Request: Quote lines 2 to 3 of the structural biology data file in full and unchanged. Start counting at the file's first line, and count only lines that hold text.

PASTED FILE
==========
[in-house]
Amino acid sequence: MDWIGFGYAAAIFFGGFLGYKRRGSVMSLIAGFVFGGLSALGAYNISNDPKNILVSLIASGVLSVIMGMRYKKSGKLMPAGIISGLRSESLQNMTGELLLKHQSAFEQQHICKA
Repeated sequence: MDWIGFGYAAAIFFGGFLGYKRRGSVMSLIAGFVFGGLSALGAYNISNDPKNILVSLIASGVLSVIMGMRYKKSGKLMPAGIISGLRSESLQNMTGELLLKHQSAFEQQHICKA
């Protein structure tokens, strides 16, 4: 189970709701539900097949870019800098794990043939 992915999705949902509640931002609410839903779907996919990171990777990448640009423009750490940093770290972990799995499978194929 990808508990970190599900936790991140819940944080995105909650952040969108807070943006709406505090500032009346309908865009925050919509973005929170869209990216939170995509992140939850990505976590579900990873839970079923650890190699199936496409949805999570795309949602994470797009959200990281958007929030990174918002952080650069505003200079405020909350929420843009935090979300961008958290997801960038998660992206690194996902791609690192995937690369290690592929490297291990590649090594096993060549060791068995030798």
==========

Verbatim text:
Amino acid sequence: MDWIGFGYAAAIFFGGFLGYKRRGSVMSLIAGFVFGGLSALGAYNISNDPKNILVSLIASGVLSVIMGMRYKKSGKLMPAGIISGLRSESLQNMTGELLLKHQSAFEQQHICKA
Repeated sequence: MDWIGFGYAAAIFFGGFLGYKRRGSVMSLIAGFVFGGLSALGAYNISNDPKNILVSLIASGVLSVIMGMRYKKSGKLMPAGIISGLRSESLQNMTGELLLKHQSAFEQQHICKA